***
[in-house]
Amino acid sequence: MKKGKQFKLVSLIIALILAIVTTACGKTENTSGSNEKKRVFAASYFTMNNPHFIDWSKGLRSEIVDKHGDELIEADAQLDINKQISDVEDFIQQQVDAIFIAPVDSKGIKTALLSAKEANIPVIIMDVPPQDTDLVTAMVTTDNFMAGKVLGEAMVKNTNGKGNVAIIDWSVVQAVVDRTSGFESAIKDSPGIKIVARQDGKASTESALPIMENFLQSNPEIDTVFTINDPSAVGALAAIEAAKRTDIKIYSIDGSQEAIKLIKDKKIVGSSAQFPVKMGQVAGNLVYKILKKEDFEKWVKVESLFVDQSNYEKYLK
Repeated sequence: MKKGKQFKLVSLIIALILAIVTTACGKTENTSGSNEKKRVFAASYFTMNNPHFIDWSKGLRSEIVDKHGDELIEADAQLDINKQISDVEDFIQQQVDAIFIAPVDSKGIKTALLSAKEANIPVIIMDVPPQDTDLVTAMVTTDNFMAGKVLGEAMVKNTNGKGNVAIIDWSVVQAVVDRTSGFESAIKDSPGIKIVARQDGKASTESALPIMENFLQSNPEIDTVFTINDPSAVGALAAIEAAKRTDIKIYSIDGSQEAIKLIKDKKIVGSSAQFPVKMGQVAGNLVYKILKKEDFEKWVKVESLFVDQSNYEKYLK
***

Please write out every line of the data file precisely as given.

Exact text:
[in-house]
Amino acid sequence: MKKGKQFKLVSLIIALILAIVTTACGKTENTSGSNEKKRVFAASYFTMNNPHFIDWSKGLRSEIVDKHGDELIEADAQLDINKQISDVEDFIQQQVDAIFIAPVDSKGIKTALLSAKEANIPVIIMDVPPQDTDLVTAMVTTDNFMAGKVLGEAMVKNTNGKGNVAIIDWSVVQAVVDRTSGFESAIKDSPGIKIVARQDGKASTESALPIMENFLQSNPEIDTVFTINDPSAVGALAAIEAAKRTDIKIYSIDGSQEAIKLIKDKKIVGSSAQFPVKMGQVAGNLVYKILKKEDFEKWVKVESLFVDQSNYEKYLK
Repeated sequence: MKKGKQFKLVSLIIALILAIVTTACGKTENTSGSNEKKRVFAASYFTMNNPHFIDWSKGLRSEIVDKHGDELIEADAQLDINKQISDVEDFIQQQVDAIFIAPVDSKGIKTALLSAKEANIPVIIMDVPPQDTDLVTAMVTTDNFMAGKVLGEAMVKNTNGKGNVAIIDWSVVQAVVDRTSGFESAIKDSPGIKIVARQDGKASTESALPIMENFLQSNPEIDTVFTINDPSAVGALAAIEAAKRTDIKIYSIDGSQEAIKLIKDKKIVGSSAQFPVKMGQVAGNLVYKILKKEDFEKWVKVESLFVDQSNYEKYLK